There is no universally accepted definition of “artificial intelligence,” and the rapid state of evolution in the field, as well as the proliferation of use cases, makes coalescing around any such definition difficult. See, e.g., John S. McCain National Defense Authorization Act for Fiscal Year 2019, Pub. L. No. 115-232, § 238(g), 132 Stat. 1636, 1697–98 (2018) (using one definition of AI); Nat’l Inst. of Standards & Tech., U.S. Leadership in AI: A Plan for Federal Engagement in Developing Technical Standards and Related Tools 7–8 (Aug. 9, 2019) (offering a different definition of AI). Generally speaking, AI systems tend to have characteristics such as the ability to learn to solve complex problems, make predictions, or undertake tasks that heretofore have relied on human decision making or intervention. There are many illustrative examples of AI that can help frame the issue for the purpose of this Statement. They include, but are not limited to, AI assistants, computer vision systems, biomedical research, unmanned vehicle systems, advanced game-playing software, and facial recognition systems as well as application of AI in both information technology and operational technology.
 See 5 U.S.C. § 591.
 David Freeman Engstrom, Daniel E. Ho, Catherine M. Sharkey, & Mariano-Florentino Cuéllar, Government by Algorithm: Artificial Intelligence in Federal Administrative Agencies (Feb. 2020) (report to the Admin. Conf. of the U.S.), https://www.acus.gov/report/government-algorithm-artificial-intelligence-federal-administrative-agencies; Cary Coglianese, A Framework for Governmental Use of Machine Learning (Dec. 8, 2020) (report to the Admin. Conf. of the U.S.), https://www.acus.gov/report/framework-governmental-use-machine-learning-final-report.
 While the term bias has a technical, statistical meaning, the Administrative Conference here uses the term more generally, to refer to common or systematic errors in decision making.
 5 U.S.C. §§ 3371–76.
 Agencies may also obtain AI systems that are embedded in commercial products. The considerations applicable to such embedded AI systems should reflect the fact that agencies may have less control over their design and development.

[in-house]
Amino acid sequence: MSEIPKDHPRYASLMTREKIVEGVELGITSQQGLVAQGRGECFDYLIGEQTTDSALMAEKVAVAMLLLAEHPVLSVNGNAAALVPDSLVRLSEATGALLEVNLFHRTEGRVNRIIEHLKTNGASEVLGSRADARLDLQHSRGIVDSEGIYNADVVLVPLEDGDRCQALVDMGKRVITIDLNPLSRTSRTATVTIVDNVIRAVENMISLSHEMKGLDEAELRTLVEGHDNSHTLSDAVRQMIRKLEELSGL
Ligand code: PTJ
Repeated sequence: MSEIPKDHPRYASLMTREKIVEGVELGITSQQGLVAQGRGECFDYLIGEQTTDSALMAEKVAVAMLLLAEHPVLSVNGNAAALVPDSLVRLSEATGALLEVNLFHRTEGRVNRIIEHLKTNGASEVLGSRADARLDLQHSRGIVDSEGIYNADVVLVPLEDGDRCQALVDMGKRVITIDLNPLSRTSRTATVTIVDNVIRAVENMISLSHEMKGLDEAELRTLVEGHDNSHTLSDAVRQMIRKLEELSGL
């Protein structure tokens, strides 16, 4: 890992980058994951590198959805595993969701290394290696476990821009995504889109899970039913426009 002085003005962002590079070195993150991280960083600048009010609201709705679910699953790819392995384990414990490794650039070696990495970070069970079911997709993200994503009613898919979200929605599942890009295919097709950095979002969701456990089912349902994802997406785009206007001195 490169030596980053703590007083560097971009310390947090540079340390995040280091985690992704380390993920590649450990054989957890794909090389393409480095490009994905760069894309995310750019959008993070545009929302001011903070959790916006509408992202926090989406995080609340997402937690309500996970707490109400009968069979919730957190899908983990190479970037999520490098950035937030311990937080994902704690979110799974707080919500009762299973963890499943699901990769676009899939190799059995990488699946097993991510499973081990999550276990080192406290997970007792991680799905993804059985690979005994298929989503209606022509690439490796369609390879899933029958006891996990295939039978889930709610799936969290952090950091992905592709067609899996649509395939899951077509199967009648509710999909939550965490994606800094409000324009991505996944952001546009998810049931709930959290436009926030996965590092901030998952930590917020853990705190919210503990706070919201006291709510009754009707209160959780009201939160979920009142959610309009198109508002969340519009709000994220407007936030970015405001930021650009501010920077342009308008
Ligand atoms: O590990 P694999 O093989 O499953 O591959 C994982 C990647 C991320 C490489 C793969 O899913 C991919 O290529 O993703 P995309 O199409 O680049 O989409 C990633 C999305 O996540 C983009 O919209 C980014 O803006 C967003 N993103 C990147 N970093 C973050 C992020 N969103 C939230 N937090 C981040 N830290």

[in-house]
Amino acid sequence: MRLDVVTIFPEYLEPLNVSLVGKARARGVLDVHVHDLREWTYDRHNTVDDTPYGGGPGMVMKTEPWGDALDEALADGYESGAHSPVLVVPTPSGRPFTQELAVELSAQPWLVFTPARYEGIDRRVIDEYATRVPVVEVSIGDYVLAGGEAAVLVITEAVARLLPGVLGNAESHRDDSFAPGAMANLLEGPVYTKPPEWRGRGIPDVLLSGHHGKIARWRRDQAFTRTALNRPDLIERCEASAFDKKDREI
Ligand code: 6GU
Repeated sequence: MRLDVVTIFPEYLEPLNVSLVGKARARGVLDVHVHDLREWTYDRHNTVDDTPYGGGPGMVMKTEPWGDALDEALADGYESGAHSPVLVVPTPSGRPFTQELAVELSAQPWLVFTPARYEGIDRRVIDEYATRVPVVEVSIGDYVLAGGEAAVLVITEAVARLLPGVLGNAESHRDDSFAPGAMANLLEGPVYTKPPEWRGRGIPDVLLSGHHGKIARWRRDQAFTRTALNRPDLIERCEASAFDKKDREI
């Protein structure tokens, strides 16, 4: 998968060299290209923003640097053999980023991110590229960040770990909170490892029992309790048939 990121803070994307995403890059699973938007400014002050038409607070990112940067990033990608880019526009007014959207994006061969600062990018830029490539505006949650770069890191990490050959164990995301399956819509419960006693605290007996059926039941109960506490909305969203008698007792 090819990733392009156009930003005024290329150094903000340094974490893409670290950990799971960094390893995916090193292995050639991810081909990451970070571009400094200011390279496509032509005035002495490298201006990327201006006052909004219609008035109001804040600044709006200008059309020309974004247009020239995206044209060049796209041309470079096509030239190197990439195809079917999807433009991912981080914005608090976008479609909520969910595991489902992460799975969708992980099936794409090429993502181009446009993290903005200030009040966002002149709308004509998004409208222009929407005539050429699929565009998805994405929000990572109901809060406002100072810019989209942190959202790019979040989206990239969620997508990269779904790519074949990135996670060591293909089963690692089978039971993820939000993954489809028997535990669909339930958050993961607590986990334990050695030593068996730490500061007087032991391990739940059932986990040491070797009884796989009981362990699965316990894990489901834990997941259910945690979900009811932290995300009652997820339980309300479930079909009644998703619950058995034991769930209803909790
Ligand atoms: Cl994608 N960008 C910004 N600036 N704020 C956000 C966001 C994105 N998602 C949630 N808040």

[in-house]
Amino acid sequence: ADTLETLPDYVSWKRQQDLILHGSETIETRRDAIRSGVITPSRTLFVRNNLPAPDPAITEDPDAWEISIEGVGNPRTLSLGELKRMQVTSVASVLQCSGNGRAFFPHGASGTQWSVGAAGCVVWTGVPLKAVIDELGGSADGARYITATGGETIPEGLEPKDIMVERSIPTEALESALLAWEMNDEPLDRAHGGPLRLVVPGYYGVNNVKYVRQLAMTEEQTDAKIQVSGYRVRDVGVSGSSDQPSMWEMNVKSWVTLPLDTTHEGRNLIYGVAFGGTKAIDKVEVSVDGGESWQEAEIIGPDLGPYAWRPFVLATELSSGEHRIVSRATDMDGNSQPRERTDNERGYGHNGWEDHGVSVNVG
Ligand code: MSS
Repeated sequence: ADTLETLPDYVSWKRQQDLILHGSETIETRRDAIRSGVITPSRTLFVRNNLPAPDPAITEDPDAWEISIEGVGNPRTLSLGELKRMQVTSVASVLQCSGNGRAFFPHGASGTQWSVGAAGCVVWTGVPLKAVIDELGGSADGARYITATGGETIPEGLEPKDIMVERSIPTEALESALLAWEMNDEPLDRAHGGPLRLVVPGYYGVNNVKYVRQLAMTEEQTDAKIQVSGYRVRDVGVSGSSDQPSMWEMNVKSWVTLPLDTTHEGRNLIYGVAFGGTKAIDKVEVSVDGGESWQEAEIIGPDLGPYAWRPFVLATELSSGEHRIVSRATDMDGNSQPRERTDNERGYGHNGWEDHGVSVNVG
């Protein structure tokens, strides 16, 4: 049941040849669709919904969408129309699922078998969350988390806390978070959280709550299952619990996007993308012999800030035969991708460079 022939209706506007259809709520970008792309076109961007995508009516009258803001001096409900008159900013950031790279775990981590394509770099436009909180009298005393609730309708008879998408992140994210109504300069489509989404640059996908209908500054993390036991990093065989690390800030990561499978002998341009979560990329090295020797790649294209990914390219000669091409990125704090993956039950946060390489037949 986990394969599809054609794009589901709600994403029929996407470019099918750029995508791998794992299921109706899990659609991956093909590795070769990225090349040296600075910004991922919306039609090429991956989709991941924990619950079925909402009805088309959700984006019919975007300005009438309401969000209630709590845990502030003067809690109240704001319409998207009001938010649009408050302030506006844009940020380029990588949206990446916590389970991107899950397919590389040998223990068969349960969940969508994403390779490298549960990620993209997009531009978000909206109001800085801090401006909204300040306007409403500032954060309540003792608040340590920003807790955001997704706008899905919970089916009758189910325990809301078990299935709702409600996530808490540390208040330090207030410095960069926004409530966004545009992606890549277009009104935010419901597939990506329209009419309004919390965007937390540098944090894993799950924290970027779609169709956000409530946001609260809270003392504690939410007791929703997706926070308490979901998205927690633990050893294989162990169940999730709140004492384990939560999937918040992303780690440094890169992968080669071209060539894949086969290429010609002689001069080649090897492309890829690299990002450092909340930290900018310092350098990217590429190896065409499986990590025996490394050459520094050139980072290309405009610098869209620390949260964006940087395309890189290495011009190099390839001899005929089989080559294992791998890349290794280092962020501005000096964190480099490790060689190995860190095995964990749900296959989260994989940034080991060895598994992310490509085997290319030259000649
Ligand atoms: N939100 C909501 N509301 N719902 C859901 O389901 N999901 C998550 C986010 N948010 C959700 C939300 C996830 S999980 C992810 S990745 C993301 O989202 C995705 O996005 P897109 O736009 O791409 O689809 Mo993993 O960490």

Within the General Services Administration, for example, the office called 18F routinely partners with government agencies to help them build and buy technologies. Similarly, the United States Digital Service (which is within the Executive Office of the President) has a staff of technologists whose job is to help agencies build better technological tools. While the two entities have different approaches—18F acts more like an information intermediary and the Digital Service serves as an alternative source for information technology contracts—both could aid agencies with obtaining, developing, and using different AI techniques.
 See, e.g., Paperwork Reduction Act, 44 U.S.C. §§ 3501–20.
 See, e.g., 5 U.S.C. § 552a(e), (g), & (p); 44 U.S.C. § 3501 note.
 See Nat’l Inst. of Standards & Tech. Special Publication SP-800-37 revision 2, Risk Management Framework for Information Systems and Organizations: A System Lifecycle Approach for Security and Privacy (Dec. 2018); Office of Mgmt. & Budget, Exec. Off. of the President, Circular A-130, Managing Information as a Strategic Resource (July 28, 2016); see also Nat’l Inst. of Standards & Tech., NIST Privacy Framework: A Tool for Improving Privacy Through Enterprise Risk Management, Version 1.0 (Jan. 16, 2020).
 See supra note 10; see also Office of Mgmt. & Budget, Exec. Off. of the President, M-21-06, Guidance for Regulation of Artificial Intelligence Applications (Nov. 17, 2020); Nat’l Inst. for Standards & Tech., Framework for Improving Critical Infrastructure Cybersecurity (Apr. 16, 2018).
 Cf. Admin. Conf. of the U.S., Recommendation 2018-3, Electronic Case Management in Federal Administrative Adjudication, 83 Fed. Reg. 30,686 (June 29, 2018) (suggesting, in the context of case management systems, that agencies consider implementing electronic systems only when they conclude that doing so would lead to benefits without impairing either the objective “fairness” of the proceedings or the subjective “satisfaction” of those participating in those proceedings).
 Courts would analyze such challenges under the three-part balancing framework from Mathews v. Eldridge, 424 U.S. 319, 335 (1976).
 See 5 U.S.C. § 706(2)(A). Courts would likely review such challenges under the standard set forth in Motor Vehicle Manufacturers Ass’n v. State Farm Mutual Automobile Insurance Co., 463 U.S. 29, 43 (1983).
 See 5 U.S.C. § 553(b)–(c).
 See Office of Mgmt. & Budget, Circular A-130, supra note 10; Office of Mgmt. & Budget, Exec. Office of the President, Circular A-123, Management’s Responsibilities for Enterprise Risk Management and Internal Control (July 15, 2016).
Recommended Citation: Admin. Conf. of the U.S., Statement #20, Agency Use of Artificial Intelligence, 86 Fed. Reg. 6616 (Jan. 22, 2021).